piRNAs Can Trigger a Multigenerational Epigenetic Memory in the Germline of C. elegans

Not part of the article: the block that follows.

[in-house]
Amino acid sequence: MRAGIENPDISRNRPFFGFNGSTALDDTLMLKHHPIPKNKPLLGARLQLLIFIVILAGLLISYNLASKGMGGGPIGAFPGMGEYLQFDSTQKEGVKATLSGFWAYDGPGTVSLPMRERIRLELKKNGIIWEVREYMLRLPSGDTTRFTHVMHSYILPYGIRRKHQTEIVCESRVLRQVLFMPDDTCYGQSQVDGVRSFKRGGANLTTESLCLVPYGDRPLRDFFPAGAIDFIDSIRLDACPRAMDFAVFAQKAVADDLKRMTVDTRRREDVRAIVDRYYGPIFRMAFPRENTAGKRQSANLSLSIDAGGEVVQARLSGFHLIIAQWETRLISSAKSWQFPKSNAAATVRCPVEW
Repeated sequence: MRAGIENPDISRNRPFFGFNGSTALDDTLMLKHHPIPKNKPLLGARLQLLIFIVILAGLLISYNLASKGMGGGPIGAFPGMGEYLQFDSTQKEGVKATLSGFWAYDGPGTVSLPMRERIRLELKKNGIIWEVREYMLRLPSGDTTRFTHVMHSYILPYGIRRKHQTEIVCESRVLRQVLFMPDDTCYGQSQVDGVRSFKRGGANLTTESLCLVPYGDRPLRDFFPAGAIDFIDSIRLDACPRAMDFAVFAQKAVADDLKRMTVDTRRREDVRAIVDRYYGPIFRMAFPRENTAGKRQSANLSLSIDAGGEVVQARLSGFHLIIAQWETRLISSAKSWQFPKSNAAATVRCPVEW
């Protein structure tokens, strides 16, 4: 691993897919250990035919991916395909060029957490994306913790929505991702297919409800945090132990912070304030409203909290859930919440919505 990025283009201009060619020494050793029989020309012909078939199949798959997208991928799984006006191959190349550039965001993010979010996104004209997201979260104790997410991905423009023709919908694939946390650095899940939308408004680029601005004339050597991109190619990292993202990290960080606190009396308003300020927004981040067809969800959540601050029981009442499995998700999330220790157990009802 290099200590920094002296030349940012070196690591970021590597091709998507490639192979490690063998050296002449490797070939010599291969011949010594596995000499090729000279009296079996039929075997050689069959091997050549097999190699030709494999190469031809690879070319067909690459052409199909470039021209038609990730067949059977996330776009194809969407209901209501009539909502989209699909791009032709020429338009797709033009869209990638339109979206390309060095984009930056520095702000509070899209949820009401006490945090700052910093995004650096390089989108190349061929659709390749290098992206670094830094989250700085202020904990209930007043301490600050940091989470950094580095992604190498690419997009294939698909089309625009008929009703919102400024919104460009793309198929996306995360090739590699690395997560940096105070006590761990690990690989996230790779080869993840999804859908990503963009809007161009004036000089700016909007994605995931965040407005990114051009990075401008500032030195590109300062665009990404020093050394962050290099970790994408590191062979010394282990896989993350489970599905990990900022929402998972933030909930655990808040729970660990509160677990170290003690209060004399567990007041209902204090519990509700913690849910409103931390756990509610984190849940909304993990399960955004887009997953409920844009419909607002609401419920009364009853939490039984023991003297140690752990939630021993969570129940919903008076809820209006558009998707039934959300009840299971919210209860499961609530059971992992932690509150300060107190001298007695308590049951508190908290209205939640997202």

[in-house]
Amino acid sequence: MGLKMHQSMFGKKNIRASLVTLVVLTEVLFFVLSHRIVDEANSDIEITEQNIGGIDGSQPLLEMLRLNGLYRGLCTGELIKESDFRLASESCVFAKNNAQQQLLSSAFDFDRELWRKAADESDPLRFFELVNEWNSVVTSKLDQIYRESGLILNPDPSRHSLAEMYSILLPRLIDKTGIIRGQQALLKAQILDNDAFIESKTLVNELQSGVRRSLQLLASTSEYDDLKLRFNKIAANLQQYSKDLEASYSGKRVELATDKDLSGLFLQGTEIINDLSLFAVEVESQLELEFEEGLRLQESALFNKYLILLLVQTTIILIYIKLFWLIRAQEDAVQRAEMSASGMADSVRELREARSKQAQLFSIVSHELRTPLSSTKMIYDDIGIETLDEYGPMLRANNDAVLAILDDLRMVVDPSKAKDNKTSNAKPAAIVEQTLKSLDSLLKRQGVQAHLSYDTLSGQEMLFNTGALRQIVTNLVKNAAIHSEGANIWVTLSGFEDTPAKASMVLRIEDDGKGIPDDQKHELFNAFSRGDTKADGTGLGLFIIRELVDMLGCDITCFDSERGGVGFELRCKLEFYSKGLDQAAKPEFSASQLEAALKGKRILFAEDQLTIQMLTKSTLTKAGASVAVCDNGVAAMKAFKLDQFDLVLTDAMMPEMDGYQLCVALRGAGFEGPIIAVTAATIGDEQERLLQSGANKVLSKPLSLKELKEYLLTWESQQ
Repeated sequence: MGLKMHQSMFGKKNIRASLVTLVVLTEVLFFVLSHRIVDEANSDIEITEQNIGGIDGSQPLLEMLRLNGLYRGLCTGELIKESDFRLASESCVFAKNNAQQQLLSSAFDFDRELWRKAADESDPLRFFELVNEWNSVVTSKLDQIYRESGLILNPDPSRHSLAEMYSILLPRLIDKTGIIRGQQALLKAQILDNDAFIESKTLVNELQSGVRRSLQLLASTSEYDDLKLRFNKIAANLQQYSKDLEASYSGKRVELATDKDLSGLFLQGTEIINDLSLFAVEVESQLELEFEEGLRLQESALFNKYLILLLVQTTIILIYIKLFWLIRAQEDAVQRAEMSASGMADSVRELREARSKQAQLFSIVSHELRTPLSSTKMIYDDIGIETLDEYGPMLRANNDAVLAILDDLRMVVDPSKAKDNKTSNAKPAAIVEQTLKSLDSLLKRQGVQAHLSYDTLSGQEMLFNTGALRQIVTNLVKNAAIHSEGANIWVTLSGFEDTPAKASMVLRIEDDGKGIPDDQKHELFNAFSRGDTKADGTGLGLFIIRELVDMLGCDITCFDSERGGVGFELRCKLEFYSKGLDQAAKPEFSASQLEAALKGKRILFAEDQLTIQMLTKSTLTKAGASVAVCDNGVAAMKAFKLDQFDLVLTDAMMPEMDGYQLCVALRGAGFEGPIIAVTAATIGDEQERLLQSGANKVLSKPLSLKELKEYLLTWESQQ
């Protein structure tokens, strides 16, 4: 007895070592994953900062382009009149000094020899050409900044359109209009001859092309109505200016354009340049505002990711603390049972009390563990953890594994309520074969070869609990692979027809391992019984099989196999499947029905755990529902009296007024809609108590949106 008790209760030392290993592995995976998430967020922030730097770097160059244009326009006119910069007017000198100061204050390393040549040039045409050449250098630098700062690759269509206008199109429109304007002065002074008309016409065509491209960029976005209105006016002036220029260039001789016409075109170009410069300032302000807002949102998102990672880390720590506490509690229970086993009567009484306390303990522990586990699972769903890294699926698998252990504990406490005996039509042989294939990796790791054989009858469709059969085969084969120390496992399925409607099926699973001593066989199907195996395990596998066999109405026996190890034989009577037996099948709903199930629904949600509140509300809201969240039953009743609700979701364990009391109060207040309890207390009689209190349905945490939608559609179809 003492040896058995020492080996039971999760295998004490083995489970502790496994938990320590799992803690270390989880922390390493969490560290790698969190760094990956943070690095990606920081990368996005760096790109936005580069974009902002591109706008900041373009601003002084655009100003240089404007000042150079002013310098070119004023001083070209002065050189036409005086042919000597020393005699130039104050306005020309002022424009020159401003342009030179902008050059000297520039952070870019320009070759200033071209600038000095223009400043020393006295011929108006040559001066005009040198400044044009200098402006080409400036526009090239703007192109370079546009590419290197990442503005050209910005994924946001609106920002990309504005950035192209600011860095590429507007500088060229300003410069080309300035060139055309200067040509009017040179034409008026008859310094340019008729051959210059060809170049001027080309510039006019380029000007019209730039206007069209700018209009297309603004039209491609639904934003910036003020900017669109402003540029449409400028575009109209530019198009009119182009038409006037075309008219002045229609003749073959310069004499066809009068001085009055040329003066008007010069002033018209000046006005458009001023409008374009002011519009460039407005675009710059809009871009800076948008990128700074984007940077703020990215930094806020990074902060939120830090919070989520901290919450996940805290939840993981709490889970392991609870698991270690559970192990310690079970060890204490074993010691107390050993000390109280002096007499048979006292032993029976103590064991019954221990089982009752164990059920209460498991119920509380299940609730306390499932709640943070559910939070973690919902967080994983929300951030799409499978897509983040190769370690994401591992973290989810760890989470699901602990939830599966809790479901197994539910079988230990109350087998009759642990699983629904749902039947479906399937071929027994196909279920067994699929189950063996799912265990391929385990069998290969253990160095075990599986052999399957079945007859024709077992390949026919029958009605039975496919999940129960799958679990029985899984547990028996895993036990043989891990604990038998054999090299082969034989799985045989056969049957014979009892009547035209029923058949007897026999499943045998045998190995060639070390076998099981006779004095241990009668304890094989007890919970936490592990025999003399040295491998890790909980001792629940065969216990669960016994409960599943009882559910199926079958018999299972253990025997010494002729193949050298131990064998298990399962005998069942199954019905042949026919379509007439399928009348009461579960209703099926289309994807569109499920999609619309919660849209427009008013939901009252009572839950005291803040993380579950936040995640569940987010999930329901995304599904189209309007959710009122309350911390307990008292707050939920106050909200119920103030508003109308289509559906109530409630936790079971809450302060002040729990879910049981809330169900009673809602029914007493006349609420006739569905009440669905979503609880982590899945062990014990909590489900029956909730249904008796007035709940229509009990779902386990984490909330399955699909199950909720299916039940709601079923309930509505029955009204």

Transgenerational effects have wide-ranging implications for human health, biological adaptation, and evolution; however, their mechanisms and biology remain poorly understood. Here, we demonstrate that a germline nuclear small RNA/chromatin pathway can maintain stable inheritance for many generations when triggered by a piRNA-dependent foreign RNA response in C. elegans. Using forward genetic screens and candidate approaches, we find that a core set of nuclear RNAi and chromatin factors is required for multigenerational inheritance of environmental RNAi and piRNA silencing. These include a germline-specific nuclear Argonaute HRDE1/WAGO-9, a HP1 ortholog HPL-2, and two putative histone methyltransferases, SET-25 and SET-32. piRNAs can trigger highly stable long-term silencing lasting at least 20 generations. Once established, this long-term memory becomes independent of the piRNA trigger but remains dependent on the nuclear RNAi/chromatin pathway. Our data present a multigenerational epigenetic inheritance mechanism induced by piRNAs.